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Dedicated to Calf Care and Continuous Improvement

Veal Calf Veterinarian.jpg

By Dale Bakke
AVA President

Starting as a young boy and through college, I had the opportunity to work on a dairy farm in Wisconsin. I watched and observed the dedication my neighbor invested into his farm and caring for the cows we milked and the calves we raised. I had my share of questions and suggestions for how we did things back then. Often, the neighbor’s wisdom and experience outweighed some of my ideas.  Other times, my neighbor and mentor appreciated the new insight. 

Continuous improvement is core to those who farm and raise livestock. It is something I have always valued and I see in our association members today.  Member companies and farms who raise veal reached a milestone as 2018 began when they achieved the transition to group-housing for veal calves over ten weeks of age. Today, there are a variety of different facilities to house veal calves in groups ranging from two up to groups of ten or more. These facilities allow for the Five Freedoms of Animal Welfare, which is the international standard for assessing expression of normal behavior in animals. 

“The health and well-being of the calves has been and will continue to be a priority,” said calf veterinarian, Dr. Marissa Hake. “Newborn calves need special attention to grow and thrive. It was important that the desire to move calves to group pens did not sacrifice the need for individual care and attention. We found calves individually penned for the first 8-10 weeks is still optimal for calf health, just as is standard in heifer and beef raising.”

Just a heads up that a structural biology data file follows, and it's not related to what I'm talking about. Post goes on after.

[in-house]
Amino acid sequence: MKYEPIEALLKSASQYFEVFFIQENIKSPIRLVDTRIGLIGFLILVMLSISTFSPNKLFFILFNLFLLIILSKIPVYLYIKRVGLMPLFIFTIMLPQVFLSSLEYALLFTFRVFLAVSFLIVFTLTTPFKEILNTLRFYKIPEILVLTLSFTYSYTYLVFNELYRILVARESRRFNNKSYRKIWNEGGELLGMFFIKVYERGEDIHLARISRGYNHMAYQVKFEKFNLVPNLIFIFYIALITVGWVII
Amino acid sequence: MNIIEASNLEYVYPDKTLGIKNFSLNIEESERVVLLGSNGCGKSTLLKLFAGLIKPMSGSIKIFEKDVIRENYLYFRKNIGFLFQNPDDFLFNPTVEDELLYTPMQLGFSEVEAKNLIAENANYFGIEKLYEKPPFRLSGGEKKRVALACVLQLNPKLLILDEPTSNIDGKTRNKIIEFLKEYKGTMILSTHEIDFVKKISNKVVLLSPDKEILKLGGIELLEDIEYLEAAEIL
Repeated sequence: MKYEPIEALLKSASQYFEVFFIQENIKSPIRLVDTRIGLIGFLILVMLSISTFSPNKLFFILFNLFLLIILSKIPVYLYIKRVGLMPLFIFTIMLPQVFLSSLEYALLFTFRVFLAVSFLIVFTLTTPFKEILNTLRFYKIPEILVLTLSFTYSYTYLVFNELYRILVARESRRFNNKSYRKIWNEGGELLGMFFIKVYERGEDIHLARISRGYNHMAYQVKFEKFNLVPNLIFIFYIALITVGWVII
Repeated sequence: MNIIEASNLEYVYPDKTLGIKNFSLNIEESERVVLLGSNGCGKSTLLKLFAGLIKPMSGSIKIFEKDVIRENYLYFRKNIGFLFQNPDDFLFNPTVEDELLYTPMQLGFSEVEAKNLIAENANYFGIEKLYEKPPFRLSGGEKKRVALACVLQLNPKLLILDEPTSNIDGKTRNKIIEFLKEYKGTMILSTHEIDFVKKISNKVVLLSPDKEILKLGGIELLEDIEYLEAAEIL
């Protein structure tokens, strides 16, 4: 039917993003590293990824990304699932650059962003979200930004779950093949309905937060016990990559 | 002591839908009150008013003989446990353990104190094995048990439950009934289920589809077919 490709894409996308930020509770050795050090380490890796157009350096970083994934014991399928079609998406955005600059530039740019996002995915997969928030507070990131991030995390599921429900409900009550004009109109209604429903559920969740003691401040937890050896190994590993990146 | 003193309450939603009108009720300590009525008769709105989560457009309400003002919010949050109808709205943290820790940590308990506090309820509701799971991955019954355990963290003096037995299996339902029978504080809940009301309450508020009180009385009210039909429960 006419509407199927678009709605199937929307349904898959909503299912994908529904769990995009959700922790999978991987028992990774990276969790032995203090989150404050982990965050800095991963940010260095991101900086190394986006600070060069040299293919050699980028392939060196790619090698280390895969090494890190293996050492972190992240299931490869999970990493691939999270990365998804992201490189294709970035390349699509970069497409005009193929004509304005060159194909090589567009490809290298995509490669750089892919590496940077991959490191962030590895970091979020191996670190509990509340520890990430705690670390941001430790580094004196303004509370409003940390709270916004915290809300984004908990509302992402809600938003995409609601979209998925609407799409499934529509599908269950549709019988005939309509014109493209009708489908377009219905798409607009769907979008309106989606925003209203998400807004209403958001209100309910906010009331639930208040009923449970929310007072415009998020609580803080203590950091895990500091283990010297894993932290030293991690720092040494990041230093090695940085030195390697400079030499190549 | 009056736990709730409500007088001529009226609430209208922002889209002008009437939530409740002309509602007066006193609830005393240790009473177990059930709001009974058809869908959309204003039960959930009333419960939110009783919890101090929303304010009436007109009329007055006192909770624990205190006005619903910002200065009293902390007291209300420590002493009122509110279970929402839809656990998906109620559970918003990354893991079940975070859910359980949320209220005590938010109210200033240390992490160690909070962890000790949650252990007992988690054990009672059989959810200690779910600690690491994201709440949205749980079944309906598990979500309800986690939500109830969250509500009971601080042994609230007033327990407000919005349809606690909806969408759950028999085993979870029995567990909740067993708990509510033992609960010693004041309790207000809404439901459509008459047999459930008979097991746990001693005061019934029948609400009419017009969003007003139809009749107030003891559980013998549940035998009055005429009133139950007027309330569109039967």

Continuous improvement and innovation to do what’s right and best for the calves entrusted to our care is at the heart of the veal farmers and industry leaders I know. That’s why I was personally disheartened to learn about the video released by an animal rights activist organization this week – for two reasons: First -- Animal abuse is never acceptable. Second – AVA-member company, Midwest Veal LLC is depicted in the video with one of their remaining outdated nursery facilities for newborn calves. Unfortunately, how veal calves are raised today is not accurately reflected in the video.  Additionally, it does not represent the values and dedication I know to be true of Midwest Veal. They are a family company who has a history of dedication and continuous improvement for the veal calves they raise.

I encourage you to read Midwest Veal’s full statement here.

I invite you to continue to visit our website.  Watch our video Meet America's Veal Farmers. Ask questions. We are open for dialog. And like my experience with my neighbor, be open minded and respectful of the wisdom and knowledge in the explanations for how and why we do what we do to raise healthy veal calves. That has and will continue to be our top priority.